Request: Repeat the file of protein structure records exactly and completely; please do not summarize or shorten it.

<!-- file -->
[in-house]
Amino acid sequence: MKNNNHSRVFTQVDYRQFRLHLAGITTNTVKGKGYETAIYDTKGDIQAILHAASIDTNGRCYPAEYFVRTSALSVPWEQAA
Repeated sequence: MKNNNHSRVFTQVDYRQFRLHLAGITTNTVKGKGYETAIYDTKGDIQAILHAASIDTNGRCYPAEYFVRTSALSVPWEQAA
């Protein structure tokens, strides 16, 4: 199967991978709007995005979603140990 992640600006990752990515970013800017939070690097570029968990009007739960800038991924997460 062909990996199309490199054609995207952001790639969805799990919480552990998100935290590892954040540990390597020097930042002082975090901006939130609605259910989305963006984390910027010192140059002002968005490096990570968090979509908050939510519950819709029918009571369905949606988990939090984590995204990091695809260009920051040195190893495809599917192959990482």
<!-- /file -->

[in-house]
Amino acid sequence: MKNNNHSRVFTQVDYRQFRLHLAGITTNTVKGKGYETAIYDTKGDIQAILHAASIDTNGRCYPAEYFVRTSALSVPWEQAA
Repeated sequence: MKNNNHSRVFTQVDYRQFRLHLAGITTNTVKGKGYETAIYDTKGDIQAILHAASIDTNGRCYPAEYFVRTSALSVPWEQAA
């Protein structure tokens, strides 16, 4: 199967991978709007995005979603140990 992640600006990752990515970013800017939070690097570029968990009007739960800038991924997460 062909990996199309490199054609995207952001790639969805799990919480552990998100935290590892954040540990390597020097930042002082975090901006939130609605259910989305963006984390910027010192140059002002968005490096990570968090979509908050939510519950819709029918009571369905949606988990939090984590995204990091695809260009920051040195190893495809599917192959990482």